By the way, irrigated oil palm trees yield 10 tons higher. The added yield amounts to P75,000, much higher than the annual net income from irrigated rice farm.
Harvesting and post-harvest handling of oil palm is cheaper compared to coconut, rubber, and other crops. The cost of harvesting and delivering 1 ton of oil palm fruits to the milling plant is less than P500. This is just 7 percent of the gross sale if the price is P7,500 per ton.
But with rubber and coconut, farmers normally spend one-third of the gross sale for harvesting and processing, and that is P2,500 for every P7,500 of gross sale. In rice and corn farms, about 20 percent of the gross sales goes to harvesting, threshing and drying.
Compared to rice and corn, oil palm is less adversely affected by climate change. Complete crop failure can happen with rice, corn, and other field crops when moderate to extreme drought or flood occurs, but not with oil palm.
Because oil palm trees are heavy consumers of CO2 from the atmosphere, in the process they help reduce the “green-house effect,” which causes climate change.
Also, current techniques in oil palm production ensure zero waste management. For instance, the byproducts of milling are used to produce biofuel, biogas and electricity, which reduce dependence on petroleum oil from the Arab countries. So when the prices of petroleum products increase, oil palm farmers may benefit because chances are, the price of palm oil will also increase as it is used to produce biofuel.
Fruit crops like banana, durian and pummelo are prone to stealing, that many farms in Mindanao spend much for security. The good thing with oil palm fruit is that it is difficult to steal!
Oil palm farming generates and diversifies farmers’ economic activities for higher income particularly among small land-holders with 5 ha of landholding or less. That is why in communities of Southern Thailand where oil palm is a dominant crop, farming become vibrant, dynamic and progressive. This is because in oil palm farming, a farmer spends only one day every ten days for harvesting of ripe fruit bunches.
Another day is need for maintenance like ring weeding, leaf-pruning, and fertilization. Both activities are carried out in a cool and healthful environment under the canopy of the oil palm trees. As noted in Southern Thailand, the eight free days plus part of the high income of the farmer are used to develop other farming enterprises for added income right under his mature oil palm trees. After all, the environment under the oil palm trees is highly suitable for mushroom production, vermiculture for organic fertilizer production, raising of small ruminants like swine, goats, and sheeps, broilers and native chicken for game and food.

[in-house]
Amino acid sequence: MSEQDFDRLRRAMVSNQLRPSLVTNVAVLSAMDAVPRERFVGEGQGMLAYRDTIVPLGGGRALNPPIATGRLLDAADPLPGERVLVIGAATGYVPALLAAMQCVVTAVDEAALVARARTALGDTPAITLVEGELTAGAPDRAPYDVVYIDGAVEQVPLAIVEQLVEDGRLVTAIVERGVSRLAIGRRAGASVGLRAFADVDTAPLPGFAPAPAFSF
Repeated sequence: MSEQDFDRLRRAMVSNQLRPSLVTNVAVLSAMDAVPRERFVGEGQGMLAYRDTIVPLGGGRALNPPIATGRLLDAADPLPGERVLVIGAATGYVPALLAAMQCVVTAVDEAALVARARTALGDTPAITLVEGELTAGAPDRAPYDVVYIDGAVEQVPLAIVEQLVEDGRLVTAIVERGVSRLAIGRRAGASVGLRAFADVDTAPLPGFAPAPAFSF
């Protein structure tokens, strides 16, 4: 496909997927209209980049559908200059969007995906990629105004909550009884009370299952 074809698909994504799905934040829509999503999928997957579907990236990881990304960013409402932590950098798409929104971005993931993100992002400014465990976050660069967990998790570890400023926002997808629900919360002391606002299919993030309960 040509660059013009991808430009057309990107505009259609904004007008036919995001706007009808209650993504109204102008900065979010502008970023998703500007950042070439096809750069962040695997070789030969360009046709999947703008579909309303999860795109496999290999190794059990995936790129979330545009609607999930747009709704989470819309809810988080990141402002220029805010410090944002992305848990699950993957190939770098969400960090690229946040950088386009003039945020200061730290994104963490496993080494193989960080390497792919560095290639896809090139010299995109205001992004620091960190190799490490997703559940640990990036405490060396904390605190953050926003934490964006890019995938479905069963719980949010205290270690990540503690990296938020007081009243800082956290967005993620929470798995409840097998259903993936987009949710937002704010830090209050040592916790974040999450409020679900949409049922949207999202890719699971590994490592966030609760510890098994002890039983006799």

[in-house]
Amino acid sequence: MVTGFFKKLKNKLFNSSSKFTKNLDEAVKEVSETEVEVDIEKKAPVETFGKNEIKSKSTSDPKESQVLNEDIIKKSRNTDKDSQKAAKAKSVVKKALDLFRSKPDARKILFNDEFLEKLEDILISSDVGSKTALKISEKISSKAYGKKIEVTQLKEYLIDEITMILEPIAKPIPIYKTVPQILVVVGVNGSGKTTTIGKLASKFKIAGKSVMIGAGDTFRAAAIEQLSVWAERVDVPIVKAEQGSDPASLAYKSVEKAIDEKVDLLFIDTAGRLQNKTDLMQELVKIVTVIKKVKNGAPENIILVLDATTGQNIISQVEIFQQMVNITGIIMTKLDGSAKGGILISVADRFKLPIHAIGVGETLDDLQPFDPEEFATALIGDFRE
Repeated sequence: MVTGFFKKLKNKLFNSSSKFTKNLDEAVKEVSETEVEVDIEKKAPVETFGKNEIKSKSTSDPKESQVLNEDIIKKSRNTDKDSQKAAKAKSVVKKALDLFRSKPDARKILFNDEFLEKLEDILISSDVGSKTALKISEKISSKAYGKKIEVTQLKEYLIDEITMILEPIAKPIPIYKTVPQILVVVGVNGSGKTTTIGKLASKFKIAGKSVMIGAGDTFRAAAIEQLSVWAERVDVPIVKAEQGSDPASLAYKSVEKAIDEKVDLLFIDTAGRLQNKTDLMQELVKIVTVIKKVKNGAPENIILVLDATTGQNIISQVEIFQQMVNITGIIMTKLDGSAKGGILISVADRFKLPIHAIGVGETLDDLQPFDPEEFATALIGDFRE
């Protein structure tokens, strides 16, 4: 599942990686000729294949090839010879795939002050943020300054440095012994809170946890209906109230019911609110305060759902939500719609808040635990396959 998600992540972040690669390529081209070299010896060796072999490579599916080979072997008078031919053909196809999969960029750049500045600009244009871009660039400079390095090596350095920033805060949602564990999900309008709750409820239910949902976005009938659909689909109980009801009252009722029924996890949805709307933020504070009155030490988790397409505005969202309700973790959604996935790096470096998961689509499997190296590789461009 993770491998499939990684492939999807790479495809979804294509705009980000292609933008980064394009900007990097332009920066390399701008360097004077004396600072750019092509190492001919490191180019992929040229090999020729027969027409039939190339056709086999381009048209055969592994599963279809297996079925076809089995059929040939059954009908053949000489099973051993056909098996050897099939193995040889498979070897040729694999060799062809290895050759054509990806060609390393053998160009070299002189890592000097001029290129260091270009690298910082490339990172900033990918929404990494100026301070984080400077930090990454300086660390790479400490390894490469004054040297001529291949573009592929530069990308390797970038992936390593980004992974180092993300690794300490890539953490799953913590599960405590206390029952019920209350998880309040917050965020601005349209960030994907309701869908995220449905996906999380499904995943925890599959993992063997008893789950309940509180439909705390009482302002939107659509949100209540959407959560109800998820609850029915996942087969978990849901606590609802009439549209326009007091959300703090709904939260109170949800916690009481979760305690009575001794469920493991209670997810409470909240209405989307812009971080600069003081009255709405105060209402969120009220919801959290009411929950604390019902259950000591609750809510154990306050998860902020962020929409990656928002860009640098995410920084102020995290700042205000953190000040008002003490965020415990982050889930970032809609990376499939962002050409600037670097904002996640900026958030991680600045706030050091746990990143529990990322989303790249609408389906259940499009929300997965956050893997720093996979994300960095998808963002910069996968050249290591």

In many parts of Malaysia and Southern Thailand, oil palm farmers are raising “Pawakan”, a native chicken also found in Jolo and Basilan, for food and recreation as cock fighting for fun as betting is prohibited in Muslim communities.
Outside his oil palm farm a farmer engages in the production of other crops — rice, corn, fruit trees, fish culture, fishing in the lakes and other bodies of water, carpentry work, retail stores, etc. In communities where oil palm farming is prominent in Indonesia and Thai-land, rural enterprises become progressive, dynamic and vibrant. Farmers have the capacity to construct concrete houses. Cogon and nipa houses are things of the past in these communities. Oil palm farmers have the capacity to buy brand new household appliances, cars and other four-wheeled vehicles, personal goods and a variety of nutritious foods. In fact, in Southern Thailand eating with friends in the restaurant and parks in the evening is a favorite pastime of oil palm farmers.
It’s high time to give our field crop farmers in Southern Philippines the needed break. For years farmers have been engaged in back aching and rigorous farm activities of planting various field crops under the scorching heat of the sun. Not necessarily for food but for cash to support the other needs of the family. These farmers need assistance in utilizing a part or a whole of their farms to plant an easy-to-plant and maintain oil palm trees. Idle and underutilized lands largely infested by cogon should be reforested using oil palm trees both for food and climate change mitigation. Large areas grown to old and senile coconut trees should be replaced with oil palm trees.
A famous Canadian Agricultural Scientist, Dr. T.H. Fairhust was correct in saying that oil palm is “the great-est crop of Southeast Asia”. In Malaysia, Indonesia, and Southern Thailand, the rural populace are enjoying the prosperity brought about by high income in oil palm farming. Although Southern Philippines is a part of the world’s best area for oil palm farming, its populace is not enjoying this prosperity. This is mainly because the Philippine government has not promoted the planting of oil palm at the level similar to those being carried out by the governments of the three other countries mentioned above.
Oil palm farming can help bring prosperity to the impoverished communities of Southern Philippines with rich agricultural resources. The small landholders should be taught and provided with resources to plant oil palm trees similar to what is done in neighboring countries in the South. The prosperity of farmers in oil palm farming will likewise bring prosperity to the country as a whole. Oil palm farming should be nurtured to become a major type of crop farming in Southern Philippines.
The Secretariat – Philippine Palmoil Development Council, Inc
2nd Flr., Quality Appliances Bldg.
Alunan Highway, Tacurong City, Sultan Kudarat
Tel No. (064) 200-3881